One of the real joys of my occupation is when I stumble onto a piece of content that I know will provide a great education for every single person making a living in the sports media industry. Today I’m thrilled to share one of those examples with you.
If you’re a talk show host, producer, anchor, reporter, salesperson, program director or market manager, and you haven’t yet watched Bill Belichick’s interview on CNBC, stop reading this column, and click on it right now. You’ll thank me for it later.
For those of you who have seen it, continue reading to get a better understanding of how many of Bill’s views on life, leadership, and competition relate to the world of sports media.
Stand For Something – Every successful company, brand, and individual occupies a unique position in the mind of the audience. Understand what it is that makes you special, deliver that message consistently across all of your platforms, and demonstrate thru your actions why it matters and is part of who you are.
Preparation – Inside the Patriots locker room hangs a sign “Every Battle Is Won Before The Battle Is Fought”. Simply put, it’s easier to win when you already know what to do. Before you present your content to an audience, pitch your brand to an advertiser or introduce a strategy to generate ratings and knock off your competition, you must first have a game plan and solid evidence to support your convictions. The better you know your team, product, opponent, and the challenges you’re facing, and the more your people understand the goal, process, and methods of how to win, the easier it becomes to succeed.
Focus On The Moment – It would’ve been easy for the Patriots to point fingers, second guess decisions, and become rattled after Atlanta dominated them in the first half of Super Bowl 51. Instead, Bill Belichick and his team stayed the course. They remained upbeat, focused on the next play and kept on working. In radio, this is no different than investing your energy in your next segment. Worrying about your signal limitations, the competition’s advantages or the lack of meters in your market is beyond your control. What you do control is delivering great content. When you execute consistently, you give yourself a chance to win. Those who do benefit from a little bit of luck along the way, just as the Patriots did when Julian Edelman made that miraculous catch in the 4th quarter.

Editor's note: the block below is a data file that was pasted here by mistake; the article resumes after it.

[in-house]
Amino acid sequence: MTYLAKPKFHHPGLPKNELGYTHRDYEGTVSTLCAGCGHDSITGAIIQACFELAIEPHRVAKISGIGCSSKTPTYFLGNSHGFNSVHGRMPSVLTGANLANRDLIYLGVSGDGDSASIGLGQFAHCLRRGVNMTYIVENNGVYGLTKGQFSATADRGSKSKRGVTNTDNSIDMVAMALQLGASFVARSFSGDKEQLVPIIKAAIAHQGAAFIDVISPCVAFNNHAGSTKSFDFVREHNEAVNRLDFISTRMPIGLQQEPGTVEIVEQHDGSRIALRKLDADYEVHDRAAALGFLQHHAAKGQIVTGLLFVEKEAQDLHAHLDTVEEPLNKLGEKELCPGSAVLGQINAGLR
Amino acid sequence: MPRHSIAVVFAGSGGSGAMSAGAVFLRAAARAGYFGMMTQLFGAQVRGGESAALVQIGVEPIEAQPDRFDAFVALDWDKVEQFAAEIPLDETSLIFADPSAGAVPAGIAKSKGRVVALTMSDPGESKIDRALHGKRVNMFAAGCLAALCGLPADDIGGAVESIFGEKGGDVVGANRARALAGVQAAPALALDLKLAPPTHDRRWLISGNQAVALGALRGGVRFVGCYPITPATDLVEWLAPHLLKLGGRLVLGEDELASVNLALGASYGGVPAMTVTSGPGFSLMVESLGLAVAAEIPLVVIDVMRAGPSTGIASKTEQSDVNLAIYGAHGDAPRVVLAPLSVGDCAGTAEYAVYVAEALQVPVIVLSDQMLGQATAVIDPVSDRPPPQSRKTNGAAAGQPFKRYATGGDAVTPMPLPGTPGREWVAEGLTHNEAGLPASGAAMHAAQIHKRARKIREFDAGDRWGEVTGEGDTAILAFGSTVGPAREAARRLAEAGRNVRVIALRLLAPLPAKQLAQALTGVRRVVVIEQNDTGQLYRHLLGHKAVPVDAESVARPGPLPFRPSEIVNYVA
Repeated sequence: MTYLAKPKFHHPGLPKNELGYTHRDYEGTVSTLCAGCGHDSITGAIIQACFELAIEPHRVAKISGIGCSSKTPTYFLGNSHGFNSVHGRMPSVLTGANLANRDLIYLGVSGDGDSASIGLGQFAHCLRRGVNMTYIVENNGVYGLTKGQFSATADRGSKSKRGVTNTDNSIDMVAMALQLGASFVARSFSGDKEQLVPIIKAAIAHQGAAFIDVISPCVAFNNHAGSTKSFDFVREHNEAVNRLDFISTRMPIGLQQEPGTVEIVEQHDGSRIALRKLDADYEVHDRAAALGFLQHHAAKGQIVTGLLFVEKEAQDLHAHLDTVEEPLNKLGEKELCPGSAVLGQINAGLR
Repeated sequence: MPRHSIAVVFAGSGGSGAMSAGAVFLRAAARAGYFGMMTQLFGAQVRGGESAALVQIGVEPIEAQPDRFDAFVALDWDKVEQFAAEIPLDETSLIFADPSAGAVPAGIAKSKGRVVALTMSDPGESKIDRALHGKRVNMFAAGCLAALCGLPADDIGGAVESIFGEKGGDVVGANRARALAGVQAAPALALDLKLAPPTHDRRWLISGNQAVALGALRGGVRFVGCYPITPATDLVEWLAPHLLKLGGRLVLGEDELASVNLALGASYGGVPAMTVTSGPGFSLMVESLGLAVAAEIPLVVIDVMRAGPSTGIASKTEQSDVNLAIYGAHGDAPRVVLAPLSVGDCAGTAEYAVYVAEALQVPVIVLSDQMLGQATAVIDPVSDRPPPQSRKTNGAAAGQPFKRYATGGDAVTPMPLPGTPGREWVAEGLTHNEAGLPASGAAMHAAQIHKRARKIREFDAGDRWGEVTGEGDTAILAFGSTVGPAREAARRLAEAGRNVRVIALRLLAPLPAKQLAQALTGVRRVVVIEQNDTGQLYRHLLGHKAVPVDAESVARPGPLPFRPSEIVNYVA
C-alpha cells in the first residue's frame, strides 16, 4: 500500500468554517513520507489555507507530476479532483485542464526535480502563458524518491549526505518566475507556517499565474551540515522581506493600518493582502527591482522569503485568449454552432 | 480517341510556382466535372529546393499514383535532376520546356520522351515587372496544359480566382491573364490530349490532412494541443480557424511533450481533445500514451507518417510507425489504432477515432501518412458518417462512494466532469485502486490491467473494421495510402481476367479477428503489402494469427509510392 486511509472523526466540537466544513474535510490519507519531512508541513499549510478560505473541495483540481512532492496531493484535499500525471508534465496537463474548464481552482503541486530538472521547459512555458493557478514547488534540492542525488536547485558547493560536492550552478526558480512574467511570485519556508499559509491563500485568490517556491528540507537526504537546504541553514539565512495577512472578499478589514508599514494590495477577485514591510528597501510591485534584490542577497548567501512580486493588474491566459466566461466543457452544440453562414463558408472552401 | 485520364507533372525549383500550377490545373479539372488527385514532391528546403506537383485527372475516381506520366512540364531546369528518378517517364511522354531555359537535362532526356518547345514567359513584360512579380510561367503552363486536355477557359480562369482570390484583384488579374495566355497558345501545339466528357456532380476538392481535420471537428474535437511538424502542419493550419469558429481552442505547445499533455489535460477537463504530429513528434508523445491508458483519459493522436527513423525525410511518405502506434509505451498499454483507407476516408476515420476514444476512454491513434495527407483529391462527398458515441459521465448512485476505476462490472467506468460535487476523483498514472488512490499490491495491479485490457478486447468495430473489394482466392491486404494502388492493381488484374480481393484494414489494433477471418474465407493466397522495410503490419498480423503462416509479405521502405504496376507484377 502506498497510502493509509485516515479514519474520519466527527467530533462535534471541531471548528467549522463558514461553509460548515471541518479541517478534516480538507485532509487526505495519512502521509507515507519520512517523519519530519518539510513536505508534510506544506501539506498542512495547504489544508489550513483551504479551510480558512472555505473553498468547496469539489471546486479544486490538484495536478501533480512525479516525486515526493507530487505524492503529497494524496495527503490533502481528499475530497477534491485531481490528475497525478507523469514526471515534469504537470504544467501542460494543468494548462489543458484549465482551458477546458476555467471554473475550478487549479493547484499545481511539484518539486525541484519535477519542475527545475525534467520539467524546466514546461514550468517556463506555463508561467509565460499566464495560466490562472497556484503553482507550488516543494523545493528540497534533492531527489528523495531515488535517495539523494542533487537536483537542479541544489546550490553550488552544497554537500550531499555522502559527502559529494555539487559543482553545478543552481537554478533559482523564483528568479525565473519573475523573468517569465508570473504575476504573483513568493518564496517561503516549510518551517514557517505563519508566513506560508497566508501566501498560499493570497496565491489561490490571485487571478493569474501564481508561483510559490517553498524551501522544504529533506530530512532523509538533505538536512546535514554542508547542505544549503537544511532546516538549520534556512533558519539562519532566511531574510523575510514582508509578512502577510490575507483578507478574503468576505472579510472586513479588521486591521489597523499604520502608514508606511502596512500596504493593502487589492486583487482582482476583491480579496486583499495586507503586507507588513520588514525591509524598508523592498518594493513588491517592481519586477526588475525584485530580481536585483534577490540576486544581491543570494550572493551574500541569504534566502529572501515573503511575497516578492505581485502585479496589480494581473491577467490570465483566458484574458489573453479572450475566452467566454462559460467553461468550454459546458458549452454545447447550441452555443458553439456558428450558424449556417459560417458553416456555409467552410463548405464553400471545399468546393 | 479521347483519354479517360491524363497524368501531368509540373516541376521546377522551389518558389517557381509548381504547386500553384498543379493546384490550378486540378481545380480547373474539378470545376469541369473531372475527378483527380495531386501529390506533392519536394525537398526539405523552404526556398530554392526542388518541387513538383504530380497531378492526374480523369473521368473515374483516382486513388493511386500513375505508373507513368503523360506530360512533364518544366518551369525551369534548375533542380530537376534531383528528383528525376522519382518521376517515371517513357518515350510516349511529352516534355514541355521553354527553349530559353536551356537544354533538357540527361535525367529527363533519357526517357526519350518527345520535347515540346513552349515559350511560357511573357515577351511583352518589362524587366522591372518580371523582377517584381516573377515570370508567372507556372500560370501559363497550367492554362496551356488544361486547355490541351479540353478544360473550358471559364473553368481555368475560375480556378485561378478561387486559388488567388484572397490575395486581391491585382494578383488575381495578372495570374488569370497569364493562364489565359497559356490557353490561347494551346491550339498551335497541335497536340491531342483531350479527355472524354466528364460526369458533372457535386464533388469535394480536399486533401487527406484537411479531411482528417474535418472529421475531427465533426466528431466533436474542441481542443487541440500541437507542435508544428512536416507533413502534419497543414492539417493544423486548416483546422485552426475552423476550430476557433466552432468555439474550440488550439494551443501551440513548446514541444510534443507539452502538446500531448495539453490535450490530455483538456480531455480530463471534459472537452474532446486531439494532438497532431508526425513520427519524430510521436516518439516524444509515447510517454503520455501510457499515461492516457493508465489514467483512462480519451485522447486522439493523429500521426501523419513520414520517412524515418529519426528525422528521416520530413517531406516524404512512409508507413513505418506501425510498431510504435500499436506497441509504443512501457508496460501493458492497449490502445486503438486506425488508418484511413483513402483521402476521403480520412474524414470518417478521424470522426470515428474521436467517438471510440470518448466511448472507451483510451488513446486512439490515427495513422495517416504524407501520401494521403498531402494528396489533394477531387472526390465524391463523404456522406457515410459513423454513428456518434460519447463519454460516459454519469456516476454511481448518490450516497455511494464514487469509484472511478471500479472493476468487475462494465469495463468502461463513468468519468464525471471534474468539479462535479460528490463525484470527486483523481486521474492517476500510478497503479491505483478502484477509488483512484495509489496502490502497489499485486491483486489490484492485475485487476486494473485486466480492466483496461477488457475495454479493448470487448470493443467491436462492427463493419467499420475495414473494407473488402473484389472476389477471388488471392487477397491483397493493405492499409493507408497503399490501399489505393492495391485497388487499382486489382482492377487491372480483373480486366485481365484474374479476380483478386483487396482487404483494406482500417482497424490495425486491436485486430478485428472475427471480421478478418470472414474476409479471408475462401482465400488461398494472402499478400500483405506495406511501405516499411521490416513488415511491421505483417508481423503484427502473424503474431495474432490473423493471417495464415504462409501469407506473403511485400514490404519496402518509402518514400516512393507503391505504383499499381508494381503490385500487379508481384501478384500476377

Game of Adjustments – In sports, teams prepare in advance, and have an idea of what they want to accomplish when the game begins. But when the unexpected occurs, adjustments are required. Those who adapt best often emerge victorious. The same is true in radio. A host and producer may enter the studio with a great rundown, but the second breaking news happens or a guest doesn’t show up, it’s how you respond that determines if the show moves smoothly or gets derailed. Programmers can set a vision that’s sure to deliver ratings, salespeople can create presentations which are guaranteed to impress clients, and marketing director’s can develop promotions which will get the whole city talking, but the second things change, you’ve got to adjust. How you respond determines if you’ll win or lose.